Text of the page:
I have long been a proponent of the tenet that, to move forward successfully, we must first look back. It’s crucial to understand the roots of today’s issues and even more important to understand the mistakes that have been made along the way so we don’t repeat them. Many of the political, social and cultural issues that confront us today may seem dire and difficult, but if we look back we will find their roots in earlier generations that took steps to resolve even more desperate situations.
For example, few of us would come up with the events of 1913 as those that laid the groundwork for so much of today’s discussions at lunch counters, cubicles and Congressional deliberations. As we enter 2013, however, we should take a closer look at the amazing confluence of developments that occurred 100 years ago. Among them, consider these:
- In January, William M Burton patented a process to “crack” petroleum, doubling the yield of gasoline that could be extracted from crude oil. Today, for all the social and geographic expansion it has enabled, gasoline has fueled wars, shifted the boundaries of entire nations and served as the culprit of choice for a polluted environment. Now fracking seeks to replace cracking but remains a topic of environmental concern.
- That same month the first sedan, a Hudson, was displayed at the New York City Auto Show. Today, the traditional sedan has given way to crossovers, mini-compacts and electric vehicles that emphasize fuel efficiency, rather than family roominess.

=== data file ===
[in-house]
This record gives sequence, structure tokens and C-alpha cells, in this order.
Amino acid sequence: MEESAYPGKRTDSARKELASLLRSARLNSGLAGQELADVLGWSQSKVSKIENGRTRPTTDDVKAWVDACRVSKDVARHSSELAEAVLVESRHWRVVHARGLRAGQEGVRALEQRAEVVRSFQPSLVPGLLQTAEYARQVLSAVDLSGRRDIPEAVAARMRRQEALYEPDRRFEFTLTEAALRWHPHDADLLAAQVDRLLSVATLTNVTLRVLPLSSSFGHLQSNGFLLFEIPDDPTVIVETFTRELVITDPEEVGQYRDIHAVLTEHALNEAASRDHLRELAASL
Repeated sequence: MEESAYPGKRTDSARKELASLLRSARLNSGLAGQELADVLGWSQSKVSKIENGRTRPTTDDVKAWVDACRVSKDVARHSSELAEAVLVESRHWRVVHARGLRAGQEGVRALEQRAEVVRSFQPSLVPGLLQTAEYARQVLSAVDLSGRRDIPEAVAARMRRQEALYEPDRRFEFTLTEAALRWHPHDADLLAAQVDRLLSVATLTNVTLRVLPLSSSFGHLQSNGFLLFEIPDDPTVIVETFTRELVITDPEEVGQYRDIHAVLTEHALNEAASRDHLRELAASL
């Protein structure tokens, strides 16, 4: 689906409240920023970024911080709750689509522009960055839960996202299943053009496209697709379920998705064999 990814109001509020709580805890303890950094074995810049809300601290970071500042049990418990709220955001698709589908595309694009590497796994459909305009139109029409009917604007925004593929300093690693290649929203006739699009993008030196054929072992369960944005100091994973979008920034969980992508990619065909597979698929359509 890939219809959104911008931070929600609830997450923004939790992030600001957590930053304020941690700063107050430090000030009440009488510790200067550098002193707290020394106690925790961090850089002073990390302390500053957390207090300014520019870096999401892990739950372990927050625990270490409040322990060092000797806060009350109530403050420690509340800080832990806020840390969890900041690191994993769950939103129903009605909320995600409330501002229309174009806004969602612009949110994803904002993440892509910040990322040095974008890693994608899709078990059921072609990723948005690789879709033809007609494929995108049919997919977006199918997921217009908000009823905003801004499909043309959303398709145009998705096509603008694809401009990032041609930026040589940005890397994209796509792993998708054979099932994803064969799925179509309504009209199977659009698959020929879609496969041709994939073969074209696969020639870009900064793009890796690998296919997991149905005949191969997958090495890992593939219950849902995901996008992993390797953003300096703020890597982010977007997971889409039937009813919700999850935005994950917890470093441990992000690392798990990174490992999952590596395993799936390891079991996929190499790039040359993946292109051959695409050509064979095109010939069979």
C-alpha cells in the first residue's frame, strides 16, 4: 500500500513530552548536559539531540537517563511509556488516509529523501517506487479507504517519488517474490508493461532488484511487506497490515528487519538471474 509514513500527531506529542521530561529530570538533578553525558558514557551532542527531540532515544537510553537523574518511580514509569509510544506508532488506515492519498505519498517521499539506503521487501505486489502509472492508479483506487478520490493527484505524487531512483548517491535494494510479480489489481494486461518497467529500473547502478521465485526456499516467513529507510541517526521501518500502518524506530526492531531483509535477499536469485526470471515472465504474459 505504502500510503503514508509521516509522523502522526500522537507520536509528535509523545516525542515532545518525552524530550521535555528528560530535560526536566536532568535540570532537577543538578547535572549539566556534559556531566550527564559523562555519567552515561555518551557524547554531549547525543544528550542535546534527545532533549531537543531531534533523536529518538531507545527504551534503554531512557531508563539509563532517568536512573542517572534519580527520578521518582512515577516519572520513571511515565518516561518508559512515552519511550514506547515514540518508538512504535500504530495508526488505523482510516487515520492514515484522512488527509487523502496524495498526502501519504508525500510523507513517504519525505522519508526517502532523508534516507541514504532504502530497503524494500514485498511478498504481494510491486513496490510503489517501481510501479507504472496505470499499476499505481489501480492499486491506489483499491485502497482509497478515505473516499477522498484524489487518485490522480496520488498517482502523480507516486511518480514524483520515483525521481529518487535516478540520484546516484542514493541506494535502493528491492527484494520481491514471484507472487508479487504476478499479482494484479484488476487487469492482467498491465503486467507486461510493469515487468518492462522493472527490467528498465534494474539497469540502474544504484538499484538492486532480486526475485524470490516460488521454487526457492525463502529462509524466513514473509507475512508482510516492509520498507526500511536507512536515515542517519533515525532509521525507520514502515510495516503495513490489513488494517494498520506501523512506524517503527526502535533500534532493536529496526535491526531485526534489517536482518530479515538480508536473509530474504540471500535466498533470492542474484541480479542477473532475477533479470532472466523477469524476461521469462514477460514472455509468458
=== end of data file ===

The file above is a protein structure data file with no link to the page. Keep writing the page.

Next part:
- Early in 1913, Congress passed the 16th Amendment, imposing a federal income tax. Today, tax rates stand at the center of our political debate, and the need for reforming the tax structure that we began assembling a century ago has become more prominent.
- On July 10, 1913, Death Valley, California recorded a temperature of 134° F., the highest temperature ever recorded before or since, anywhere in the world. Now we hear that the year we have just concluded was the warmest ever in the United States, and the still indeterminable impacts of global warming are likely to continue in 2013.
- In the fall of 1913, Henry Ford activated his moving assembly line, one of the most revolutionary developments in industrial history. Today, assembly lines are still critical to manufacturing operations of all sorts, but processes like 3D printing and automated manufacturing hold prospects for generating another revolution in production.
The point of these reflections is to realize that many of our most intractable problems have developed over the period of a hundred years or more; yet Congress and various factions throughout the nation continue to demand instant solutions. Let’s learn from the past century of dealing with these issues and take the time to develop healthy, positive solutions, rather than merely expedient ones.